For construction companies, the ability to move materials through the supply chain and to install the appropriate components on schedule can determine the success or failure of a construction project. Especially in the current industry environment, in which profit margins are tight and there is little room for error, construction business owners should consider using a fully integrated automated system for tracking and commissioning materials.
In all construction projects, labor and materials are the two largest cost categories, and are closely linked to each other. To deliver a construction project on time and on budget, contractors have to ensure that they have the workers with the right skill sets and the right quality and quantity of materials and equipment on site simultaneously. This also means that contractors must have the necessary cash flow and capital to procure the labor and materials at the right points in time.
Purchasing materials too early can tie up capital, and lead to interest charges on the excess inventory, as well as storage costs. On the other hand, if materials are not delivered in time workers may be idle or unable to complete their assigned tasks. Ineffective materials management processes can thus lead to serious delays and significant losses of workforce productivity.
But even if materials delivery schedules are planned carefully, the overall project life cycle and costs can shift abruptly in response to a range of factors, including design changes, weather delays, shipping and receiving errors, inaccurate materials information, shrinkage due to inadequate storage, and unanticipated labor shortages. A single glitch in the schedule can set off a cascade of problems in other parts of the project, resulting in production delays and cost overruns. These pressures can be especially acute when prefabricated or modular construction components are being installed, or if a project requires the just in-time delivery of components because of a lack of adequate storage space on the job site.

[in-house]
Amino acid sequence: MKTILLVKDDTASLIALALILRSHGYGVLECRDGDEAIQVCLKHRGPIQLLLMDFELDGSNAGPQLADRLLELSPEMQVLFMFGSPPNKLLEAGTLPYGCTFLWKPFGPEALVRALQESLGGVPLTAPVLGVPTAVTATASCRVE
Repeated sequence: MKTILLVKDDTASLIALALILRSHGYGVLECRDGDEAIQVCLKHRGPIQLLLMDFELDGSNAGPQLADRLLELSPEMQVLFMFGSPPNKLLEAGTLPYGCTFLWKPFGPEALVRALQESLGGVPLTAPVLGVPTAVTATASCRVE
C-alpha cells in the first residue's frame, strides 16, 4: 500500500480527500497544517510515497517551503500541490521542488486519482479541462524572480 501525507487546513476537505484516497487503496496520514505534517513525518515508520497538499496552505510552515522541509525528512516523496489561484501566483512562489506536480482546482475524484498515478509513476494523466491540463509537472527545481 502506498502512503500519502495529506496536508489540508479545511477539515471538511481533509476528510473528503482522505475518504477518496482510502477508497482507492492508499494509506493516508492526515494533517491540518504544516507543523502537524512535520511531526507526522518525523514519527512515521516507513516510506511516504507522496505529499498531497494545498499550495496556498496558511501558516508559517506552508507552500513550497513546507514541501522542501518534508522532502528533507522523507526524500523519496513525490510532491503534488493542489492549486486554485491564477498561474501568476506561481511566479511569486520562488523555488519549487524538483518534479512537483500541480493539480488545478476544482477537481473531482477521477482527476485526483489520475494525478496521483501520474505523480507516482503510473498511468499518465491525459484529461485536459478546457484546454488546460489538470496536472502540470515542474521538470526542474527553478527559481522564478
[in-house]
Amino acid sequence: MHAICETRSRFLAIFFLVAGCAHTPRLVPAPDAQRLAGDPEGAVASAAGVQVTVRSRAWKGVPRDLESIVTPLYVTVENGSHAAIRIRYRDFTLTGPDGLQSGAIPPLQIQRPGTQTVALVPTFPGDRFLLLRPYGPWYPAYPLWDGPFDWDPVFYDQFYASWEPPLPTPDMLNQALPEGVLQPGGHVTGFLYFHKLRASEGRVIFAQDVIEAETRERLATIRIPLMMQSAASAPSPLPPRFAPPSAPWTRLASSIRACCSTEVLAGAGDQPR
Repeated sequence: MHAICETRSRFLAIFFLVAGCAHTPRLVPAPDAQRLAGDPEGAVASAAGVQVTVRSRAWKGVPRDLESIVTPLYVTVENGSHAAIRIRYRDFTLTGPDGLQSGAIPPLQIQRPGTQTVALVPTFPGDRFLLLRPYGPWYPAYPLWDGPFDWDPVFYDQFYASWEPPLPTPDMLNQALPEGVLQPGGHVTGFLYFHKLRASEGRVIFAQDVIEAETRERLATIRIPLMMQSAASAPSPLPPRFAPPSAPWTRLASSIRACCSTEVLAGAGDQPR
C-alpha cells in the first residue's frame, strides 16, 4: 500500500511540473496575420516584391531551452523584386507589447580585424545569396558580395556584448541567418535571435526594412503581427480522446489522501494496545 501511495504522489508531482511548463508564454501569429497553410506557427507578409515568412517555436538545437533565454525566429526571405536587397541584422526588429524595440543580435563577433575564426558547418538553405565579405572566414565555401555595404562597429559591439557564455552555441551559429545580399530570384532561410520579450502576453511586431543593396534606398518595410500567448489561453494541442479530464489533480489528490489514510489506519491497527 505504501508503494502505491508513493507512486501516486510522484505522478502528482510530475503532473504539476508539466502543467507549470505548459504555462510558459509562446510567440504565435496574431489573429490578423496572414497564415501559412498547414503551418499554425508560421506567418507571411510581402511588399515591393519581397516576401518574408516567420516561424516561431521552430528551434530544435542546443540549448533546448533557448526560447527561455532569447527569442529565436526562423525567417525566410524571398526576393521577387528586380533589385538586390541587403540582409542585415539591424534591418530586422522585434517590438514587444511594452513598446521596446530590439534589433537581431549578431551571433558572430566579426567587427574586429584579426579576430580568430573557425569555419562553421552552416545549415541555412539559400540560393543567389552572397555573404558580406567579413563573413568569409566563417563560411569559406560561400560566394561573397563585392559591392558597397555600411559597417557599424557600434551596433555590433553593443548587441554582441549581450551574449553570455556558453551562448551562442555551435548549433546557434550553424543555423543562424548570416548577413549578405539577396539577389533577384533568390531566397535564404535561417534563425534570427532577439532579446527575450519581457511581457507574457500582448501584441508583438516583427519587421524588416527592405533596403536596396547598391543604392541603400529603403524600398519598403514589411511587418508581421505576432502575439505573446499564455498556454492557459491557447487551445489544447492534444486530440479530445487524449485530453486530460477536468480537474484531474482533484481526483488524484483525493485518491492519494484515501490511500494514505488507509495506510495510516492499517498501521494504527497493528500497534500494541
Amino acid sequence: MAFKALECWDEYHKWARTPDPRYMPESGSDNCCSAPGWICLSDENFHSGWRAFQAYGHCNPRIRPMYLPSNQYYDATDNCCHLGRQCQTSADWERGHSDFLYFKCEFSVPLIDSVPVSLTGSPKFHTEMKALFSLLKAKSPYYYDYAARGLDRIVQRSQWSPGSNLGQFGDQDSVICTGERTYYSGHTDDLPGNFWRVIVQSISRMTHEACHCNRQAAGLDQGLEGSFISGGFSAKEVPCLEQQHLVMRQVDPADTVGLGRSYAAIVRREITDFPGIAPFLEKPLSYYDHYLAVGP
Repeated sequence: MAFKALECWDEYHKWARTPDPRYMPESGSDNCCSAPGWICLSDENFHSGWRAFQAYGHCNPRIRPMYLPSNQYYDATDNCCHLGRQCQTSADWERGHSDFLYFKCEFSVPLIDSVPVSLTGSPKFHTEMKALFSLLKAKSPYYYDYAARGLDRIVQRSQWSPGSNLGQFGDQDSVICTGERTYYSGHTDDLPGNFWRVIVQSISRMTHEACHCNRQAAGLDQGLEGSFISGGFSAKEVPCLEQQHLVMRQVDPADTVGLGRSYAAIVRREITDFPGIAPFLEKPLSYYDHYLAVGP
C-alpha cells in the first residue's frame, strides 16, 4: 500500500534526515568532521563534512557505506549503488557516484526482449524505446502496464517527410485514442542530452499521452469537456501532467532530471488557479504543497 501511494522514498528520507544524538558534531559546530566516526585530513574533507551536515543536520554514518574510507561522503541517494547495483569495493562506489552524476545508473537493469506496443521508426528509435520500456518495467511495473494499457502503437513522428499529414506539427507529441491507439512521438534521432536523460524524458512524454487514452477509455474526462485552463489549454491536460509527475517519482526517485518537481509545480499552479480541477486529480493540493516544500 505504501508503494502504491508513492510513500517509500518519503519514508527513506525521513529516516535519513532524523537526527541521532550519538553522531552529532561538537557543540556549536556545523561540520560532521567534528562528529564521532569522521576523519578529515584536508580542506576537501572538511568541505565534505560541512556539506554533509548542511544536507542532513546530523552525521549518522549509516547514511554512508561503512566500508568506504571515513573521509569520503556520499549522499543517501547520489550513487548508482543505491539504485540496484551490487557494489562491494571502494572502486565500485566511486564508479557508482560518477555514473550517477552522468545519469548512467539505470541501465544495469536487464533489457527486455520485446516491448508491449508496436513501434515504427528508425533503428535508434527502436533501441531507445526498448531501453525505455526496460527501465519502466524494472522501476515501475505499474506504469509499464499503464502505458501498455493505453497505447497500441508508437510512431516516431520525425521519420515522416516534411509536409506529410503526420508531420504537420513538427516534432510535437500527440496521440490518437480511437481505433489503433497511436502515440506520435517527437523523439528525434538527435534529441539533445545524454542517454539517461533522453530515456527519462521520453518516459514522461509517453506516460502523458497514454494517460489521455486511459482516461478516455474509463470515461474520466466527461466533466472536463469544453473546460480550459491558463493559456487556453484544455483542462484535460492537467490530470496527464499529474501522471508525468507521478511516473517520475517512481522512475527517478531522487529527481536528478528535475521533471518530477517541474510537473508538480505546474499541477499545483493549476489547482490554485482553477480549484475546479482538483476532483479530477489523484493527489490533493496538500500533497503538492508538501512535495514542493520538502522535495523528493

To ensure the effective coordination of materials with labor and equipment over the life cycle of a project, managers need to be able to track the real-time status of the materials that have been purchased and the timing of materials deliveries, and to monitor whether the components meet the quality and design specifications. Tracking and sourcing materials accurately and in real time can be difficult to achieve if the project team members are using different software applications, paper logs, spreadsheets, or paper or digital files that are stored in different locations. Even a small delay or error in updating the inventory of materials or a breakdown in communication can lead to delays and additional costs, and may be especially serious if the lead time for fabricating or delivering the components is long.
As the demand for better data coordination in the construction industry has grown, information technology-based control systems have been developed that integrate material and supply chain work processes, providing project managers and other team members with online information on components as they move through all of the project phases. Automated materials tracking systems can provide users with total visibility of all their construction materials at any location in the field, and in all weather conditions. These tracking systems generally employ a combination of sensor tags (barcodes, QR codes, RFID tags, and GPS), readers, mobile devices, and web-based software to allow users to track materials over the full life cycle of the project. Typically, the components are scanned and tagged by the supplier, and can be tracked as they make their way from the supplier to the project site warehouse and lay down yards, and are ultimately installed.
While the tracking and commissioning of materials remains complex, automating these processes can help contractors avoid some of the potentially costly errors associated with the use of manual tracking systems, thereby reducing risk and boosting productivity and profitability.